WIBR handout, circa 1955

THE FAMOUS weekend DJ, Steve St. John, apologized for his casual attire and bare feet amid the musical merry-go-round of Andy Williams, Jerry Vale and whatnot. He explained that things were pretty cas on weekends at WIBR, and he was gracious about our lackadaisical attitude toward Monday-Friday, 9 to 5.

And I got my Jimmy Roselli album, which I expect to fully musically appreciate any year now.

Later, I figured out that Steve St. John (who by this time had advanced well beyond "weekend guy" in the WIBR and Baton Rouge-radio pecking order) was Steven Robert Earle, son of Bob Earle, who ran the joint.

Yours truly, a former "overnight guy" himself, also figured out that radio was one of the coolest things ever, in the sense that one "figures out" what one knew all along. Quonset-hut studios, as it turns out, only add to the mystique.

And they're apparently damned durable -- more durable than the major station that gave out major awards to majorly geeky little kids. WIBR, decades past its MOR and Top-40 heyday, is (at best) an afterthought today, something a major radio chain doesn't quite know what to do with. In recent years, it's been off the air a lot more that it's been on the air.

Now, it rebroadcasts KQXL, the big urban station in Baton Rouge. In my mind's eye, WXOK is the big urban station in Baton Rouge, but that's another memory of faded glory . . . in my hometown.

Saturday, June 08, 2019

3 Chords & the Truth: Night trippin'


The Doctor is dead. Long live the Doctor.

This week on 3 Chords & the Truth, we'll be night trippin' in honor of Dr. John, the Night Tripper. If you ask me, that's absotively mos' scocious.

An' dat's all I got to say about dem tunes. Y'all just listen to the Big Show, and then say hey to yo' mama and them.

It's 3 Chords & the Truth, y'all. Be there. Aloha.


Friday, June 07, 2019

Turning working girls into pretty women is our bidness


Baton Rouge: June 6, 1974.

The decision is made that if you cannot do anything about working girls downtown, you at least can turn them into pretty women.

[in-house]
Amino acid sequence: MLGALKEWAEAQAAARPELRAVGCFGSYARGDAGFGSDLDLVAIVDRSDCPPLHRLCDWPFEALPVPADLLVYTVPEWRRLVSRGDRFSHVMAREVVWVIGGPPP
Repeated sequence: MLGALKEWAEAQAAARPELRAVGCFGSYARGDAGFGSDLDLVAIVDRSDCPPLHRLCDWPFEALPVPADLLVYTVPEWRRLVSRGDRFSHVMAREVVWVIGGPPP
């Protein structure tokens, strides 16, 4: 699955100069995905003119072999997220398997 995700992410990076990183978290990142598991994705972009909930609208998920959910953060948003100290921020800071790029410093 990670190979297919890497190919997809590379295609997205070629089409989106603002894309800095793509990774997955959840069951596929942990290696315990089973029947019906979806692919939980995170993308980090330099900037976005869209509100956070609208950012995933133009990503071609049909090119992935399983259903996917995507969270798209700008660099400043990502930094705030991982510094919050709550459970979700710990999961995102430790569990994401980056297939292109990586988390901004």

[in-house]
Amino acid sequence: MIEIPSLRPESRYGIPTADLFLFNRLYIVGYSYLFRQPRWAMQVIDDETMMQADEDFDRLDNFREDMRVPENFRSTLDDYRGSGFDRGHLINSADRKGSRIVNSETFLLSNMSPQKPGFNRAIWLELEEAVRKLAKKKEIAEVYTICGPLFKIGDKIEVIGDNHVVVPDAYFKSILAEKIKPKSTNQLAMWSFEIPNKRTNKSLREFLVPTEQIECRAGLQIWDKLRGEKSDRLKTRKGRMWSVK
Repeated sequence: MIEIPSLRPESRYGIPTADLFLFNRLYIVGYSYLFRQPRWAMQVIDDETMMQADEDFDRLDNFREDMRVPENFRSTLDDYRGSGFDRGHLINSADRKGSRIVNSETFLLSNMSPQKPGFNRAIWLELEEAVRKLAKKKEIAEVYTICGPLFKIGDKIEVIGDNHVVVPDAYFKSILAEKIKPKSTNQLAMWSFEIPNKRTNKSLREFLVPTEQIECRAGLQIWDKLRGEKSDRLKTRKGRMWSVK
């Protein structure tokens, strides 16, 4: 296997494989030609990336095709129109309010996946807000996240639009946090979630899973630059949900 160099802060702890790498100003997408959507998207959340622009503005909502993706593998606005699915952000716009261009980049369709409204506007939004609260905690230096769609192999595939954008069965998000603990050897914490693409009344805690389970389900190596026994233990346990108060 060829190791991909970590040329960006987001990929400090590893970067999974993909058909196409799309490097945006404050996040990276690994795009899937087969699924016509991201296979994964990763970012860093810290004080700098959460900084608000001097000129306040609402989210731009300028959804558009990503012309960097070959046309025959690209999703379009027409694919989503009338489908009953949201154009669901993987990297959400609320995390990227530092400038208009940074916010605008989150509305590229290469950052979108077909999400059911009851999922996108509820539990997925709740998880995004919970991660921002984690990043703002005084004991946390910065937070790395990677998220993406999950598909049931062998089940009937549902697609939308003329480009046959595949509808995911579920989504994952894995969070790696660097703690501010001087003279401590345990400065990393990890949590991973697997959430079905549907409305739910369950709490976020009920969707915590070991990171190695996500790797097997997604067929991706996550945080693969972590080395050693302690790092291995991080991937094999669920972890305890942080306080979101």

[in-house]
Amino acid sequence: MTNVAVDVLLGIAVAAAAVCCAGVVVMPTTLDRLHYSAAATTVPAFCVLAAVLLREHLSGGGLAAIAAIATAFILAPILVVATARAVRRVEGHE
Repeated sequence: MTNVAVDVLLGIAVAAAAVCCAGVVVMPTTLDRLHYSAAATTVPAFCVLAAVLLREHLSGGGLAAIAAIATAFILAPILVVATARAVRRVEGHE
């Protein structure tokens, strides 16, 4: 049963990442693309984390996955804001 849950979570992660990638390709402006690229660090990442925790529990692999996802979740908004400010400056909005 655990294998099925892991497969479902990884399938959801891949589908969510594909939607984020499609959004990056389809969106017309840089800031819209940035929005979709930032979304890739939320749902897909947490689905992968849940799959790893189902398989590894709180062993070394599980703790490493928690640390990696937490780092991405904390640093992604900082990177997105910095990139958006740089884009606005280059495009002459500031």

Either that, or my hometown was the epicenter of unintentionally hilarious advertising during my youth.

Friday, May 31, 2019

How to create middle-age stranglers

May 30, 1966.

Buddhist monks were setting themselves alight as the war in Vietnam intensified apace. Surveyor 1 headed for the first soft lunar landing of an unmanned American spacecraft. The Klan was being the Klan in Denham Springs, La. -- which meant that Denham Springs was just being Denham Springs.

And "A WOWIE ZOWIE ZING-A-LING SWING-A-LING THING" had just hit Baton Rouge. The Teen-Age Rattler apparently was "the new fun sensation sweeping the nation."

The reaction to this, no doubt, from every person old enough in 1966 to have spawned a teenager was "Oh, joy." Note the lack of an exclamation point.

THE TEEN-AGE RATTLER was billed as being some sort of bad-complexioned, ill-tempered, bastard child of a hula hoop and maracas.

The "bad-complexioned, ill-tempered and bastard child" parts of the description are solely mine.

I gotta tell you that, as a 5-year-old kid in Baton Rouge on Memorial Day 1966, I would have loved this shit. My parents, not so much.

BUT WAIT! THERE'S MORE!

For just a measly extra buck, you could buy a 45 single of the original Teen-Age Rattler song, "as recorded by the sensational Happy Four quartet." As opposed to the sensational Happy Four septet.
Considering that you could go down to the TG&Y dime store and buy a hot-off-the-record-press copy of the Beatles' "Paperback Writer" for something like six bits, I can't see the Happy Four's rattlin' wreck of a hack promotional song as much of a bargain.
THEN AGAIN, this is the 58-year-old me talking and not the 5-year-old me talking. On the other hand, the 5-year-old me had his share of Beatles' records. Until July 1966, that is.
July was the month John Lennon's "we're more popular than Jesus" interview hit the States, and Mama busted up my Beatles records. It was Louisiana; she was far from alone. Apparently, cracking up commie records from Limey purveyors of beatnik music was less inconvenient than actually attending worship services.

Not that I'm still bitter or shit.

BUT BACK to May 1966 and the Teen-Age Rattler.

At the time, the Teen-Age Rattler made no impression on the pre-kindergarten me whatsoever. As a matter of fact, I'd never heard of the things until . . . well . . . today.